14 Jan 2016 38 Comments
Scrawny roosters start their crowing at 4:30, well before the first rays of sun peek over the hills, their sounds as varied as dogs’ barks, their brilliant colors of red, orange, and yellow sharp against the black.
SCReeeK! SCReeeK! screams one. ERRR ERR ERRR ERRGGGG hollers another. Then, the one crow that is clear, bright, familiar: Cock-a-doodle-DOOOO! Err er-er er-EEERRRRR!!! I arise in the cool dark.
Five odd, scrawny kittens meow loudly, tumble over one another, dart up trees and over steps, looking nothing like the soft, boneless, cuddly kitties I know. These are sleek, pointy-chinned, Abyssinian-looking, like miniature sphinxes. Just months old, they appear as wizened old wizard cats, sharp, alert, feral. They are fed rice. I cannot pet them.
An unseen Bali bird warbles a twirly, repetitive trill, not unlike a hobo’s whistle as he wanders down the train track. I sit on my private little patio and enjoy my breakfast of coffee, papaya, pineapple, banana, watermelon, honeydew, and eggs with tomatoes.
The chuk-chuk-chuk of another secreted bird interests the kitties as the temperature noticeably starts to rise.
thok-thok-THOK THOK!!! goes the carved wood weather vane atop the main house. Starting off as though someone is slow-knocking on my door, it gets louder, faster, more insistent as the pitch rises with each THOK!
Whoo whoooo, as though a pretty girl just walked by.
I dress for my pre-dawn jalan-jalan, my morning walk, in short, comfy cotton pants and loose top. Scooters rev in the early dawn, their owners getting ready to rip down the crazy narrow streets, zip among cars, trucks, other scooters as though they are the only ones on the road. And yet . . . everyone knows what to do. Completely ordered chaos. No one blinks. No one is stressed. Everyone just rides eight—six—inches away from each other like a school of tuna, turning together as one until a scooter carrying a mama, with her four-year-old on the back and her two-year-old standing on the floorboard between her arms, breaks away from the pack, perhaps heading to the market to sell her wares for the day.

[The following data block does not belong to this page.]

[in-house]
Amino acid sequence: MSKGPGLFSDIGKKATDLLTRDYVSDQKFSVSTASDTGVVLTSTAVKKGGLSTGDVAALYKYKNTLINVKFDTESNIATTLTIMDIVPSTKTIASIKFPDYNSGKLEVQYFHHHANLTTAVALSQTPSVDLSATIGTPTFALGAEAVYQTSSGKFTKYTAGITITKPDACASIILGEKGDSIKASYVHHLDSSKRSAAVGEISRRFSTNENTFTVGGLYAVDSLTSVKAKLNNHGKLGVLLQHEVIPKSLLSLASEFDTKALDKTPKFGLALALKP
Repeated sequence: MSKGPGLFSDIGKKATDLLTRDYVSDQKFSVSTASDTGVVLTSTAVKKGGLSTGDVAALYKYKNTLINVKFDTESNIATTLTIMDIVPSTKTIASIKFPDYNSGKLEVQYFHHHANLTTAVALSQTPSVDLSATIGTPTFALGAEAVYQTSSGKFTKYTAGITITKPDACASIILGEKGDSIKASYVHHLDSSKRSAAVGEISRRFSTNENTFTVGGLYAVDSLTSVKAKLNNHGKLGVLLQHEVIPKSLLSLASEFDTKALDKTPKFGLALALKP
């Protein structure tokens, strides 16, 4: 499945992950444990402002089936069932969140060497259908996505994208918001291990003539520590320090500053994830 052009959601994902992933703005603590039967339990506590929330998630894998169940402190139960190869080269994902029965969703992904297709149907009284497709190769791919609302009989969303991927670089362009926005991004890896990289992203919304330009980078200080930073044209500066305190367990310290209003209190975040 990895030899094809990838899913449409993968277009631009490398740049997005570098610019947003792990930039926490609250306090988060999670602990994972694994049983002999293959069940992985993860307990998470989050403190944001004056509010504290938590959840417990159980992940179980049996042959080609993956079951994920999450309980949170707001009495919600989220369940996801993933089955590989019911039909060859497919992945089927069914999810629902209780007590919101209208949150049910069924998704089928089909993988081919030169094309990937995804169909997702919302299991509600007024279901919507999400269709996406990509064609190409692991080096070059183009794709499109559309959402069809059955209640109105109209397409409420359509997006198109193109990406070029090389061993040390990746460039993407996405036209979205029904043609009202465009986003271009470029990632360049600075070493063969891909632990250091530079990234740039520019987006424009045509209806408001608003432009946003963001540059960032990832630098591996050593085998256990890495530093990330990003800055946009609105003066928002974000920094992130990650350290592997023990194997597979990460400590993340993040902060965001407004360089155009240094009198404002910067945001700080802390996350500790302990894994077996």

I head down Jalan Raya Andong, past the shop owners busily brooming the sidewalks. I step around the ceremonial offerings the villagers set out every day by the thousands. The good fortune from their offerings clearly continues to smile on them.
As I turn past the Community Temple and start on the path to the rice paddies, I leave the sounds of people waking, cleaning, moving about, and head into another world. This world is textured green and spongy and nourishing, is made of the very roots of Bali.
I walk down the cement path through what appears to be wild jungle but is actually highly intentional: banana trees, coconut trees, jack fruit trees grow in chaotic profusion, each one planted by a farmer’s own hand. Tapioca plants, lemongrass, and ginger dot the spaces between. The wild comes from the undergrowth, which is left to grow on its own, just like . . . nature.
As I emerge from the jungle of abundant food, the verdant landscape opens wide and the rice fields appear like an expansive magic carpet. Stubbled clumps of rice plant remnants stick up like chopsticks through plots of watered mud. Crops have recently been harvested. In three months it will be harvest time again.
I follow the path as it meanders through the warming fields. Two or three farmers bathe in the irrigation water. I modestly turn my head away. Oddly, unexpectedly, a young farmer rides straight toward me on his scooter, right in the midst of these vast fields. I step to one side of the narrow path as far as I dare to let him pass, being careful not to fall into a paddy. Just as he is about to pass me, we both spot a single little duck on the wrong side of the foot-high fence surrounding a single small rice field, squawking for his mama. The moment he is past me, the man on the scooter pulls over and dismounts. We smile at each other. He reaches down in one swift move and scoops up the duck, tossing it gently back into the rice paddy. We smile again and go our separate ways. Order is restored all around.
And so begins my day in the little village of Andong, Bali.
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